What Is The Native Language In England?
English is the native language in England, but it is not recognized as the official language of the country. This is because of its relationship with the UK.
English is commonly spoken throughout the entire United Kingdom as well despite there being a total of 14 native languages spoken throughout the countries.
This is because the English language wasn’t commonly spoken throughout the UK until the 19th century. Now, while it is much more common to speak English, there is no need to dub it as the official language.
Why Is Soccer Called Football In The United Kingdom?
What Americans know as “soccer” is referred to as “football” in other parts of the world—the United Kingdom included.
This started when Rugby, also called “rugby football,” was introduced in England.
Here, football was already a popular sport, so a way to differentiate between the two sports was necessary. Rugby was simply called “rugger” or “rugby.” On the other hand, football was called “soccer.”
The name didn’t stay put anywhere but in the United States of America. While other countries call the sport football, Americans still refer to the game as soccer.
Are All Scottish People Redheads?
It’s a common stereotype that anyone who is Scottish has red hair due to their Celtic heritage. This is simply not the case.
However, in both Ireland and Scotland (both of Celtic descent), there is a considerably higher percentage of red hair than in other countries.
Scotland is in the lead with more than 10% of the population having red hair. In Ireland, that percentage is 10% or less.
The percentage of people carrying the redhead gene is estimated as high as 40% of the population.
Much like blue eyes, the redhead gene is recessive, which means both parents need to carry the gene to produce a child who could possibly have red hair.
With that many people carrying the gene for red hair, it’s not surprising the percentage of Scots with red hair is so high.
Does Ireland Have Roads?
Ireland does have roads. They have highways, motorways, and local roads. Highways are the most heavily traveled routes, while local roads are less traveled.
Northern Ireland and the Republic have a combined total of over 200 miles of roadways, and the most recent streets of Ireland were developed from the year 1962 to 1980.
In addition to having a few hundred miles of roadways throughout both parts of Ireland, Ireland also has lanes for farming purposes—such as horse-drawn carriages—on more local roadways.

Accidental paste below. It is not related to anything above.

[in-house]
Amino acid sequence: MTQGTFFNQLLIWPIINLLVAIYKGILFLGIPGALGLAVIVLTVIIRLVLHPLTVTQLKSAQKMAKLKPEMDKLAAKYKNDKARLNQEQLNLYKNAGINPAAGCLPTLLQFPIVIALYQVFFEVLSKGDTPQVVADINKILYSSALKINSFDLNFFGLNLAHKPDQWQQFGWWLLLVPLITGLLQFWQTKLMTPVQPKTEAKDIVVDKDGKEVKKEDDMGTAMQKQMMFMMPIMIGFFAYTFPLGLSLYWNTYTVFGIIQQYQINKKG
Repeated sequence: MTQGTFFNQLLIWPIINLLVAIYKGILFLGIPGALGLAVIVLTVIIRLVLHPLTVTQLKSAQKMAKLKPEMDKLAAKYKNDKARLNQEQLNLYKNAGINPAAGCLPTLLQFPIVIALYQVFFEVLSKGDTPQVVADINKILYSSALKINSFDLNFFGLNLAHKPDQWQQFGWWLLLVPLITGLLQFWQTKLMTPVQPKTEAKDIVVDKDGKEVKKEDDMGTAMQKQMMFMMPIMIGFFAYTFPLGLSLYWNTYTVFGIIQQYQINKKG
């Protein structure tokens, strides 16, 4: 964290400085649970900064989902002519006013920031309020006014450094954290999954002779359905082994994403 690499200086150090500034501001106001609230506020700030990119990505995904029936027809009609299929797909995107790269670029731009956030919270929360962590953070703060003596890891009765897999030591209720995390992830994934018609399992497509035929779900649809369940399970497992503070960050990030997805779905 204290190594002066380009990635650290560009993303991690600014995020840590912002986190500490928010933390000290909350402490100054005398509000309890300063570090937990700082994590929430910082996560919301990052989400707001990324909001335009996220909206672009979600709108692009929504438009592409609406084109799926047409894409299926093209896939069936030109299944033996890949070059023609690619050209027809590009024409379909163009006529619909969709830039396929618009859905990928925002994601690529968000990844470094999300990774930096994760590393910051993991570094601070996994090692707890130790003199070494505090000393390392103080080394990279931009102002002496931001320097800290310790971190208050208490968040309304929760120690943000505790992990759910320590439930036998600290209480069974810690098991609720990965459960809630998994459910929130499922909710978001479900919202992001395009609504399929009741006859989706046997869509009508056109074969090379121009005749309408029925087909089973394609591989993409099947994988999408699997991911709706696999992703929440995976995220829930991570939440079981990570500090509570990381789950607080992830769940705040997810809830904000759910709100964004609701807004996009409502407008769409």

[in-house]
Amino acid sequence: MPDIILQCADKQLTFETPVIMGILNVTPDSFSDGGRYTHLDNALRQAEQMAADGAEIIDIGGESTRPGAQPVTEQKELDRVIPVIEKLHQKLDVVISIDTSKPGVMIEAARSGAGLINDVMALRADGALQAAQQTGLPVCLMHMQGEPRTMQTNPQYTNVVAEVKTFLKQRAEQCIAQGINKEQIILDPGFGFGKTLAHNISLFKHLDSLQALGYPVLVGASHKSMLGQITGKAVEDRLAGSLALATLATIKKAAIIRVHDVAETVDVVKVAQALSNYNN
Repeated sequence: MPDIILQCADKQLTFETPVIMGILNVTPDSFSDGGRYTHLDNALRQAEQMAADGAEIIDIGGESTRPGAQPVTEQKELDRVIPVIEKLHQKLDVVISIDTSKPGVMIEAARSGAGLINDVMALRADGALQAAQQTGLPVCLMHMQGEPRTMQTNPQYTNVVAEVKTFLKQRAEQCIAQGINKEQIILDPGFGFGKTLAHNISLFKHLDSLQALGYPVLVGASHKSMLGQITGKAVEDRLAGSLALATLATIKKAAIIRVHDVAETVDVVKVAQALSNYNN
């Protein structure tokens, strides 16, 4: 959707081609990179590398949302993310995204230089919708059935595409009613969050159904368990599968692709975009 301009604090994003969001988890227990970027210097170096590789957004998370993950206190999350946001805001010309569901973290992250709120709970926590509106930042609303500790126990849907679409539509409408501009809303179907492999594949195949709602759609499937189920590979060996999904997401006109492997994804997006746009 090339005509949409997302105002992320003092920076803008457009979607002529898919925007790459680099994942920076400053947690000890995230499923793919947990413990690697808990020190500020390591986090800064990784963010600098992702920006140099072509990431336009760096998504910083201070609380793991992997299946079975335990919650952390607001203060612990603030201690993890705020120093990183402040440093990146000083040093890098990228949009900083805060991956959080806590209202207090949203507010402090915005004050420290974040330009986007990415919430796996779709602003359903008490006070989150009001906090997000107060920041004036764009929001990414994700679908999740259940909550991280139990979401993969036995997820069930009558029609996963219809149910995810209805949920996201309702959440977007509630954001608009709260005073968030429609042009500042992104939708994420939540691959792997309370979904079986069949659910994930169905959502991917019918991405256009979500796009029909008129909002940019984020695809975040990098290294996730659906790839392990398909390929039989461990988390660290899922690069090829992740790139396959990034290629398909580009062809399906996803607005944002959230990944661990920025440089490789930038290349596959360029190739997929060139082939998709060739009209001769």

This is because the majority of land in Ireland is used for agriculture (as much as 65% of it).
Though Ireland doesn’t have as many roads as other countries, there are still sufficient roadways.
Why Do People Drive on The Wrong Side Of The Road In The UK?
When feudal societies were common, riding on the left side (or wrong side) of the road was more common.
This allowed right-handed fighters to have the advantage when encountering enemies. Seeing as the majority of people are right-handed, this was a sensible choice.
However, this changed in America. Mounting a horse from the left side was easier for right-handed individuals. This allowed traffic to get by if need be.
Most countries are similar to America in that aspect, but some areas of the world drives on the “wrong side” of the road.
Why Do The British Have Bad Teeth?
people (7 in 10) visit the dentist annually—almost double the number of Americans who do (4 in 10), according to this article about dental care around the world.
It notes that the dental health of Americans is actually worse than that of their British counterpart—especially when it comes to decay. Americans have nearly twice the amount of decay as the British. Some blame this on how healthcare is managed.
The stereotype about the British having bad teeth is misleading because Americans actually have worse dental health.
The modern history of England is something rarely talked about, which is why I shared the findings of my research.
I found out quirky facts about tea time and crumpets as well as discover a bit about genetics. I also found out the stereotype about British people having bad dental health is unfounded.
I hope this blog post helped you understand the reality of British stereotypes!